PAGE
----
Forget what you thought you knewabout supermarkets. How Americans buy food is changing, says Phil Lempert, the self-styled “Supermarket Guru,” a food industry analyst who runs a website by the same name.

Not only will produce departments shrink, the frozen food section will shrivel to about one-third its current size, he says. Checkout procedures will be geared to consumers’ needs. More product information will be available, with everything from recipes to nutritional details made easily accessible with smart phones.

“It’s all about the consumer,” he says. “They’re saying, if you pay attention to me and reward me, I will come back. Quality is where it’s at. Consumers are demanding more excellent service than ever, too.

“That started with the recession. Surveys show that 53 percent of consumers say they dislike supermarket shopping; 14 percent say they hate it. What they hate most is their experience at checkout.”

Lempert spoke to about 1,500 rapt potato farmers and industry representatives at the National Potato Expo at Orlando, Fla.

Smart retailers know their customers and use demographics to identify products that most interest them, he says. For one example, Austin, Texas-based Whole Foods Market understands its market niche well, leading the supermarket sector in stock performance in 2011, with a share-price gain of 37.54 percent. That’s three consecutive outstanding years for Whole Foods, Lempert says — coming in an economic recession, no less.

“Who is your consumer?” Lempert asks, urging the potato industry to indentify who buys its products, and why. “You can break it down into psychographic groups, but here’s what I say: visit stores. Go up to consumers standing in front of a beautiful potato display, and ask how they make buying decisions.”

Research shows 88 percent of consumers say taste is the number one factor when buying food products, Lempert says.

“Enjoyment is the key — make it fun for people. Consumer panel research shows that people love potatoes. They get passionate about potatoes; they think potatoes are really cool. So, take advantage of it.”

Food retailing is evolving quicklyas consumers demand better-tasting, higher quality products. Farmers need to stay on top of the trends. “How do we get to the future faster?” Lempert asks. “What’s the next big trend? What’s the next big elephant you’ve got to get in front of? What are three things you’d like to know about consumers? Get in the stores and find out —  you’ve got to always be in front of the elephant if you’re going to succeed,” Lempert says.

Lempert urges farmers to figure out what they can do to help consumers have a better, more enjoyable supermarket experience. “What role do you as farmers have in the supermarket? Get in there with lectures and tours. Talk to the people buying your product. Supermarkets want farmers to help add sexiness to the marketplace,” he says.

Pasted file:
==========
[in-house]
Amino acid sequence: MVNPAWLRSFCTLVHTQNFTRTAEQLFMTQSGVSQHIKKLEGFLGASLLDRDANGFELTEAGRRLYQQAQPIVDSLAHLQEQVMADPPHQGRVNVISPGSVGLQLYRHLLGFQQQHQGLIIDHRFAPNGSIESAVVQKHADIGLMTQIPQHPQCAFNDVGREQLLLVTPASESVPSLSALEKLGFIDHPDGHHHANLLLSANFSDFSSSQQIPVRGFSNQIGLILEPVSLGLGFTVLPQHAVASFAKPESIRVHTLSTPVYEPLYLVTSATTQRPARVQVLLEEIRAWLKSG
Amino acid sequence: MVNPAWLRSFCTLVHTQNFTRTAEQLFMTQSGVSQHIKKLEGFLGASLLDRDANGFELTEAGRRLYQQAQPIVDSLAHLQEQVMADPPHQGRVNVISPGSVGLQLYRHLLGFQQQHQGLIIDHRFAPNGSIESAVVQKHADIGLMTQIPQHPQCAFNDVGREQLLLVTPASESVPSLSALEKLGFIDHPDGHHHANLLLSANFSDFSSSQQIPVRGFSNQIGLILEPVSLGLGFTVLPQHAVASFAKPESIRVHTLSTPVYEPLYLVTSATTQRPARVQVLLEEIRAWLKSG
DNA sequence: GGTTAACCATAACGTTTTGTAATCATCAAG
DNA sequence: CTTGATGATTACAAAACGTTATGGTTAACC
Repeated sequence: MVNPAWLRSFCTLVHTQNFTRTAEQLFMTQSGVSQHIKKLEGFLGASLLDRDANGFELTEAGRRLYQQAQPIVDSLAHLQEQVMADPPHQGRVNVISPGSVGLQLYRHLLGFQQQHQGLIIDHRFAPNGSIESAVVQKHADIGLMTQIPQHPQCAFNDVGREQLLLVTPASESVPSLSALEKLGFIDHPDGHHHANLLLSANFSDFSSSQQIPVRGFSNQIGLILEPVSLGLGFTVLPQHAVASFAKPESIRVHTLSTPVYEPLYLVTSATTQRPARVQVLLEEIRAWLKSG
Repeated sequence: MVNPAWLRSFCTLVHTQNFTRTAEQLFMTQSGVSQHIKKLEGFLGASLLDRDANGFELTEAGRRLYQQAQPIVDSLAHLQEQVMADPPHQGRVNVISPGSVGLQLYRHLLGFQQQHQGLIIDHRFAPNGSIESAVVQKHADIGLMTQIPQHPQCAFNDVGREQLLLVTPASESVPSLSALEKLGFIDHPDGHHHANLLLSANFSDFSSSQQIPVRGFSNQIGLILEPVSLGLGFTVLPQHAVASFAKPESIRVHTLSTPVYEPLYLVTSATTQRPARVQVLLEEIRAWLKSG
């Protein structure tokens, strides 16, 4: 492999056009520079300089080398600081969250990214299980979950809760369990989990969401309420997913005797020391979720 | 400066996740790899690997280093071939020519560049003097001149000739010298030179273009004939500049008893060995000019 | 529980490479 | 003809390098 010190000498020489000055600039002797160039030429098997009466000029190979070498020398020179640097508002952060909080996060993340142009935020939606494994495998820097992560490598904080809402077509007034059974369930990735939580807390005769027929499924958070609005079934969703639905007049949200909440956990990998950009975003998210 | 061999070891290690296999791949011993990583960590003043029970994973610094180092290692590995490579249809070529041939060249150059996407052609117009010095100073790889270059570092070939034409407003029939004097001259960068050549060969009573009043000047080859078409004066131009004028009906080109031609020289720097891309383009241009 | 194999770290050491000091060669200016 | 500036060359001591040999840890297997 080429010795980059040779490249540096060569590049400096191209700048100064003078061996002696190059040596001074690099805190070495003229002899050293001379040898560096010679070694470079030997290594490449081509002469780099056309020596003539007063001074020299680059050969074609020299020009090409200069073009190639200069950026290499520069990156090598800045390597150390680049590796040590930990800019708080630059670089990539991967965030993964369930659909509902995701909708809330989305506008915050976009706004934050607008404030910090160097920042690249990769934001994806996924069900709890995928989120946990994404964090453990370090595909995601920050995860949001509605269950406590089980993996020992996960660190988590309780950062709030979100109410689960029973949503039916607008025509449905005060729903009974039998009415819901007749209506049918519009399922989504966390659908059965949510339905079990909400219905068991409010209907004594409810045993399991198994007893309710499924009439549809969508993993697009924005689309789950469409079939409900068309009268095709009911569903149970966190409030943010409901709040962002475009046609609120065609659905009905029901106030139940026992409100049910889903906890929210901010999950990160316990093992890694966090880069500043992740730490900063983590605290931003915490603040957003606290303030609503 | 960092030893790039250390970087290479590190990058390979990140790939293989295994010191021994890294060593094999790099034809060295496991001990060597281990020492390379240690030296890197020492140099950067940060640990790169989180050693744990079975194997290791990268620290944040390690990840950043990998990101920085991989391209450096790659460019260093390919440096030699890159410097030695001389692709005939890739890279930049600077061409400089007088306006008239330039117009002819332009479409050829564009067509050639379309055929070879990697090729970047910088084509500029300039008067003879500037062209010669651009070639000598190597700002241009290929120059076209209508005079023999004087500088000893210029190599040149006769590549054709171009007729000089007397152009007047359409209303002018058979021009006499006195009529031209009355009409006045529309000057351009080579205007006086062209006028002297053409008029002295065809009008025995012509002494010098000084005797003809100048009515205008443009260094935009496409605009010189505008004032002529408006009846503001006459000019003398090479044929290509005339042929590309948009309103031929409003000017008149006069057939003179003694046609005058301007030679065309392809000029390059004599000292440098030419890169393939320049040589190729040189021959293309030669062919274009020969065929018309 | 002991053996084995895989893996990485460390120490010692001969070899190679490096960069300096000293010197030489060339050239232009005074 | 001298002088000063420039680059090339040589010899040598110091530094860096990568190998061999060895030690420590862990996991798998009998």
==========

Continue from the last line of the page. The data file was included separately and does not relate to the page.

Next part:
In 2012, the food world will see at least 10 game-changing trends, Lempert says.

1. Food prices will increase.“There is little doubt that in the coming years, we’ll continue to see food prices rise, based on environmental conditions as well as offsetting higher production costs,” Lempert says.

“Many savings tactics most shoppers deployed in 2007 as the recession began are still being used each time they shop for groceries — using coupons, frequent shopper cards, shopping lists, shopping at non-traditional food stores and trading down to less expensive brands are part of their regular routine. Look for consumers to shave costs by augmenting their recipes by decreasing the amount of the more expensive meats and seafood and adding more non-meat proteins that are filling and less expensive – pasta, tofu, brown rice and vegetables.’

Supermarkets will begin offering layaway plans, with a 10 percent store bonus to attract customers to some more-expensive items. In addition, more consumers will use smart phones to calculate per serving portion food prices.

2. More people will shop and eat in groups.The rise of food blogs is building interest in food. They provide a conversation and sense of community as it relates to food. Food trucks now popular in many urban areas familiarize people with exotic ethnic dishes they have never experienced.

“Coordinated through smart phone apps, communities will emerge based on specific channels of food interest, like Greek food, beef, vegetarian and gluten-free, versus the old communities built around similar demographics or socio-economic traits. Expect the next app updates to include social rewards for these groups that shop together, much like the original concept of warehouse clubs — offering steep discounts for members,” Lempert says.

3. Baby Boomers hold the key to marketing success.“The generation of 76 million who started turning 65 last year will control 52 percent of the total $706 billion spent on groceries by 2015, making them the largest food influencers and purchasers. Nostalgia is important for this generation.

“What do we do to appeal to this generation? They’ve been in the spotlight since Day 1. They’re seeking health benefits. Expect supermarkets to cater to them, not only by offering foods, beverages and services to satisfy their growing interests and need for health, but to take a good look at the physical shopping experience — make sure the aisles are wide, the shelves are lower, and most importantly, make them feel welcome and respected.”